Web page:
The Internal Revenue Service announced cost‑of‑living adjustments affecting dollar limitations for pension plans and other retirement-related items for tax year 2022 in Notice 2021-61,
Key employee contribution limits increased
The limit on contributions by employees who participate in 401(k), 403(b), most 457 plans, and the federal government’s Thrift Savings Plan increases in 2022 to $20,500 from $19,500 in 2021.
The catch-up contribution limit for employees aged 50 and over who participate in these plans remains unchanged at $6,500.
The limitation for defined contribution plans under § 415(c)(1)(A), i.e. the limit on total employer plus employee contributions, is increased to $61,000 for 2022 from $58,000 in 2021
The limitation regarding SIMPLE retirement accounts increases in 2022 to $14,00 from $13,500 in 2021.
The limit on annual contributions to an IRA remains unchanged at $6,000. The additional catch-up contribution limit for individuals aged 50 and over is not subject to an annual cost-of-living adjustment and remains $1,000.
Highlights of changes for 2022 and other adjustments
The annual compensation limit under §§ 401(a)(17), 404(l), 408(k)(3)(C), and 408(k)(6)(D)(ii) is increased from $290,000 to $305,000.
The dollar limitation under § 416(i)(1)(A)(i) concerning the definition of “key employee” in a top-heavy plan is increased from $185,000 to $200,000.
Effective January 1, 2022, the limitation on the annual benefit under a defined benefit plan under section 415(b)(1)(A) of the Code is increased from $230,000 to $245,000.
The limitation used in the definition of “highly compensated employee” undersection 414(q)(1)(B) is increased from $130,000 to $135,000.
The dollar limitation under section 414(v)(2)(B)(ii) for catch-up contributions to an applicable employer plan described in section 401(k)(11) or section 408(p) for individuals aged 50 or over remains unchanged at $3,000.
The income ranges for determining eligibility to make deductible contributions to traditional Individual Retirement Arrangements (IRAs), to contribute to Roth IRAs and to claim the Saver’s Credit all increased for 2022.
Taxpayers can deduct contributions to a traditional IRA if they meet certain conditions. If during the year either the taxpayer or his or her spouse was covered by a retirement plan at work, the deduction may be reduced, or phased out, until it is eliminated, depending on filing status and income. (If neither the taxpayer nor his or her spouse is covered by a retirement plan at work, the phase-outs of the deduction do not apply.) Here are the phase-out ranges for 2022:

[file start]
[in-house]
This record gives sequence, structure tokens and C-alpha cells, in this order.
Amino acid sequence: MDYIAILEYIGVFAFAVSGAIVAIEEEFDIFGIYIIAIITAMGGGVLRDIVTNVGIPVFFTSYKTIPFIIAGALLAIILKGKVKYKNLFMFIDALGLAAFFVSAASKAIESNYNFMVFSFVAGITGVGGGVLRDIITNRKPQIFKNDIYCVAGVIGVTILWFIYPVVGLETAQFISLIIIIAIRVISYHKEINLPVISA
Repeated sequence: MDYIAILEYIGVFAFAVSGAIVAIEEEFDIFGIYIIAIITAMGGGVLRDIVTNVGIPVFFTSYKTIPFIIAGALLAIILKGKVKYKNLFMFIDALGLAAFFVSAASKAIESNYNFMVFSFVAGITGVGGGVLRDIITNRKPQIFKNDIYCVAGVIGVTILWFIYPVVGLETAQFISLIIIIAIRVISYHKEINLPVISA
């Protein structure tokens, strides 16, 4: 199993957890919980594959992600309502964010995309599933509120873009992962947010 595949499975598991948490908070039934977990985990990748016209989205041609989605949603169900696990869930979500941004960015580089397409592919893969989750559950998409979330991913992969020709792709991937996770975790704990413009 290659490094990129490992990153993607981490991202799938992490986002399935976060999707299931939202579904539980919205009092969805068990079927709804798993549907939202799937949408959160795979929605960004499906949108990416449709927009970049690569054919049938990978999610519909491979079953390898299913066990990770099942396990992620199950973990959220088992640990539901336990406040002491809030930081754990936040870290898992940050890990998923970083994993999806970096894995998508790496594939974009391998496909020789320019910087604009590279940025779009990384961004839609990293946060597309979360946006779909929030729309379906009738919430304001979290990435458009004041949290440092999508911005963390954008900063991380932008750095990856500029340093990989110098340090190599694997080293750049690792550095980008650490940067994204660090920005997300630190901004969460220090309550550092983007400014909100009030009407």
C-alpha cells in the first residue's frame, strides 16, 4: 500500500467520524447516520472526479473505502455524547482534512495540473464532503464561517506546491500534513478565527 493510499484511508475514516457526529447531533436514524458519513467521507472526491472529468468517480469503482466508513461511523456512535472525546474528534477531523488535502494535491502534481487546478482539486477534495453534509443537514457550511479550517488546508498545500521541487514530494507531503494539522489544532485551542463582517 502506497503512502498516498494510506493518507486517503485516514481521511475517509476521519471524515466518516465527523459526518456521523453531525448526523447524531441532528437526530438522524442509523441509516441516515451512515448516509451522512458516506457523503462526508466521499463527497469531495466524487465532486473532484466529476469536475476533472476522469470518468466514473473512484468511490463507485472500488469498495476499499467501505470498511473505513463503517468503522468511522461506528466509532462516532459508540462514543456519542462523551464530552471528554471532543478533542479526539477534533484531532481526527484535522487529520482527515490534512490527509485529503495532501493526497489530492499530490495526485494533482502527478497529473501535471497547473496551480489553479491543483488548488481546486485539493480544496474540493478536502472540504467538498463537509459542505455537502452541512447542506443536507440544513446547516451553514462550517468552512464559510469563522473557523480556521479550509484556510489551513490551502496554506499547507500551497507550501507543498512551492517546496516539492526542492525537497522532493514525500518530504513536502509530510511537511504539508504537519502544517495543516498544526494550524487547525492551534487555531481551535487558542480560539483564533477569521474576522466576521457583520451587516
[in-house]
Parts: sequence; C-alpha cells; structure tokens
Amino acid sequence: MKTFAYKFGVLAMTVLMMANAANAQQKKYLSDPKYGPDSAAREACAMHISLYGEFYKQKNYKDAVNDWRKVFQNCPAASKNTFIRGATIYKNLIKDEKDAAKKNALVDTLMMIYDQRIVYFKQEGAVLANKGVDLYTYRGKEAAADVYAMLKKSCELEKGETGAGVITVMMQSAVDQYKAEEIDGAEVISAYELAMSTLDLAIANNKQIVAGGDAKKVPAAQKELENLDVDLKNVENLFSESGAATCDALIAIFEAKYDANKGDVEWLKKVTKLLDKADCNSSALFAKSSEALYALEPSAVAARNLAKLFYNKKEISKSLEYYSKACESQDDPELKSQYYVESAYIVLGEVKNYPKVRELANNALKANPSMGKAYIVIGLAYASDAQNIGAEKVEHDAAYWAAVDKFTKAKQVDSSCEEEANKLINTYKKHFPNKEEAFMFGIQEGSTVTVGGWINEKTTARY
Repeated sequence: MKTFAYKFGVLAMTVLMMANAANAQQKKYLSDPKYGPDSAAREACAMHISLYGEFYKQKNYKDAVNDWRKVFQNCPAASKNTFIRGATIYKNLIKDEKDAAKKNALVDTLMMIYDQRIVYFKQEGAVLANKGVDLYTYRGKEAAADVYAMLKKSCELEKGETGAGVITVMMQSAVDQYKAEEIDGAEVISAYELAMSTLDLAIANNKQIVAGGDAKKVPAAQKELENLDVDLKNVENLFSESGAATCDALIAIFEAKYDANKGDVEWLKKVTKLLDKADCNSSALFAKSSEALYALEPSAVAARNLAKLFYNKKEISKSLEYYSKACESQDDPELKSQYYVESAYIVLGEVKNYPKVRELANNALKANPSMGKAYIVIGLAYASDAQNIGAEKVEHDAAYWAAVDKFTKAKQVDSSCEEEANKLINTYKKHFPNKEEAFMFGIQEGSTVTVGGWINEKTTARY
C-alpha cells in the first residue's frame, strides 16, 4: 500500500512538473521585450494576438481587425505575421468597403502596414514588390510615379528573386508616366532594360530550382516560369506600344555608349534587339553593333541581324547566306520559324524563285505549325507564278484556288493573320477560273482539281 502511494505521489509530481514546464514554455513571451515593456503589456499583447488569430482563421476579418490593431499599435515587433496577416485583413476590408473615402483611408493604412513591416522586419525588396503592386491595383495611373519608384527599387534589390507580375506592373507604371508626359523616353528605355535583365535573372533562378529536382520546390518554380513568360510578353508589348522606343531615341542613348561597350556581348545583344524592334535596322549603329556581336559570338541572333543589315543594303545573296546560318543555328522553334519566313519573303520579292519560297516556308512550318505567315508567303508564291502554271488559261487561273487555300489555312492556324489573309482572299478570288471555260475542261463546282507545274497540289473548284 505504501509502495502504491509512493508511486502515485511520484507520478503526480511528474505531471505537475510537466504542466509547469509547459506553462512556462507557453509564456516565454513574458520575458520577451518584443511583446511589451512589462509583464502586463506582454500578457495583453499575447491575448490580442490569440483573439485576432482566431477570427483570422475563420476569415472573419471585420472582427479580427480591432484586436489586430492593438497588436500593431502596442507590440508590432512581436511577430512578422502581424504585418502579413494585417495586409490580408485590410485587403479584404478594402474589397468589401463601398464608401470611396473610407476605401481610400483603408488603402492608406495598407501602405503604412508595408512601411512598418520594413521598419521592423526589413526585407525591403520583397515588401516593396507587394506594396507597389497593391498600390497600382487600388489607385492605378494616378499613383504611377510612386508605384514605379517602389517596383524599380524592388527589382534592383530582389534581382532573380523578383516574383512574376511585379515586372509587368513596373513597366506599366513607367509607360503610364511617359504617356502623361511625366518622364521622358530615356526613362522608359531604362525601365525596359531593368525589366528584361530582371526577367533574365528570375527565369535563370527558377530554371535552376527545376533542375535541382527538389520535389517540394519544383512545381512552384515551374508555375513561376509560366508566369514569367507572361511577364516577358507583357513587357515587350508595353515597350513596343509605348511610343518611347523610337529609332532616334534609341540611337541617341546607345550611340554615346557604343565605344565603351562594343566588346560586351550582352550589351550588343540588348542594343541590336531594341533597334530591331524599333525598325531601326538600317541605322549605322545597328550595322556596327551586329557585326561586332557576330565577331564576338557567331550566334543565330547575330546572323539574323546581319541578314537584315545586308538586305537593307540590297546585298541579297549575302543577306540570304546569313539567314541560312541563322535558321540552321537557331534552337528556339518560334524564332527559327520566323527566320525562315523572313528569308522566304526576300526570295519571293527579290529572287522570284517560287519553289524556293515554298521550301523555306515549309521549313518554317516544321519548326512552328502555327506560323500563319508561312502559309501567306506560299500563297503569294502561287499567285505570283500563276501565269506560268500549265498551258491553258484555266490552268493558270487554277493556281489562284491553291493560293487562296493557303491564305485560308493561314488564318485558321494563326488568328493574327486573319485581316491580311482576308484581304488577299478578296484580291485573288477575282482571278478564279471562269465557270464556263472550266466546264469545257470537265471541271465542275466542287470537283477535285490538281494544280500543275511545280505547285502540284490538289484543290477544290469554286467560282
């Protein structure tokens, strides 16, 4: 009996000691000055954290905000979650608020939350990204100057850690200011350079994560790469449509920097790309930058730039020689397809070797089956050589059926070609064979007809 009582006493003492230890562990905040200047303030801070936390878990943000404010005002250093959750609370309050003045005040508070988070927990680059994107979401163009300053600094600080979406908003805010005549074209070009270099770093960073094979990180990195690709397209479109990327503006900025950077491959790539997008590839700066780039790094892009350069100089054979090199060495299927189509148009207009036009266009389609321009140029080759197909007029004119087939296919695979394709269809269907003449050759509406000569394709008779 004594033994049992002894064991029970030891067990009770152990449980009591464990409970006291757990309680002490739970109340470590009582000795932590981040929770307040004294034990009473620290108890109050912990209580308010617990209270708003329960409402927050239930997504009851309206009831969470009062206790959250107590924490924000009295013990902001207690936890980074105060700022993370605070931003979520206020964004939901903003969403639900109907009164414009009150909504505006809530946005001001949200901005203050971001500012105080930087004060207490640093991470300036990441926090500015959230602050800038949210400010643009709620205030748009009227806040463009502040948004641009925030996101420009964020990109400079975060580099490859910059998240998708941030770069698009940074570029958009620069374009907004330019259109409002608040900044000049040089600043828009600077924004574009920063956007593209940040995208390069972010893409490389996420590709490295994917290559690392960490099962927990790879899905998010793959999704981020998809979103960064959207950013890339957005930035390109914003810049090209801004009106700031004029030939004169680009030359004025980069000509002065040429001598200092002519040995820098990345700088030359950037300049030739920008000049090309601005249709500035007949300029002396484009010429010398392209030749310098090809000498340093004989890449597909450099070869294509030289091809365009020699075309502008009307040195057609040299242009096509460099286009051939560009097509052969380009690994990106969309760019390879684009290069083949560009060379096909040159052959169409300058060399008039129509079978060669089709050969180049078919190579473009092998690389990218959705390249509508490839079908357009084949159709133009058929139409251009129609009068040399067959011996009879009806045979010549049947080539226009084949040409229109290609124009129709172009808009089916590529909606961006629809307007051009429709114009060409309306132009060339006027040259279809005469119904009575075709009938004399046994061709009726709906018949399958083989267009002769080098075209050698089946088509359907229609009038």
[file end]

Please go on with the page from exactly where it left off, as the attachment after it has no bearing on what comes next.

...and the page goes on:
- For single taxpayers covered by a workplace retirement plan, the phase-out range is $68,000 to $78,000, up from $66,000 to $76,000.
- For married couples filing jointly, where the spouse making the IRA contribution is covered by a workplace retirement plan, the phase-out range is $109,000 to $129,000, up from $105,000 to $125,000.
- For an IRA contributor who is not covered by a workplace retirement plan and is married to someone who is covered, the deduction is phased out if the couple’s income is between $204,000 and $214,000, up from $198,000 and $208,000.
- For a married individual filing a separate return who is covered by a workplace retirement plan, the phase-out range is not subject to an annual cost-of-living adjustment and remains $0 to $10,000.The income limit for the Saver’s Credit (also known as the Retirement Savings Contributions Credit) for low- and moderate-income workers is $68,000 for married couples filing jointly, up from $66,000; $51,000 for heads of household, up from $49,500; and $34,000 for singles and married individuals filing separately, up from $33,000.
- The income phase-out range for taxpayers making contributions to a Roth IRA is $129,000 to $144,000 for singles and heads of household, up from $125,000 to $140,000. For married couples filing jointly, the income phase-out range is $204,000 to $214,000, up from $198,000 to $208,000. The phase-out range for a married individual filing a separate return who makes contributions to a Roth IRA is not subject to an annual cost-of-living adjustment and remains $0 to $10,000.
Details on the 2022 401(k) contribution limits, the changes above and other retirement-related cost-of-living adjustments for 2022 are in Notice 2021-61, available on IRS.gov.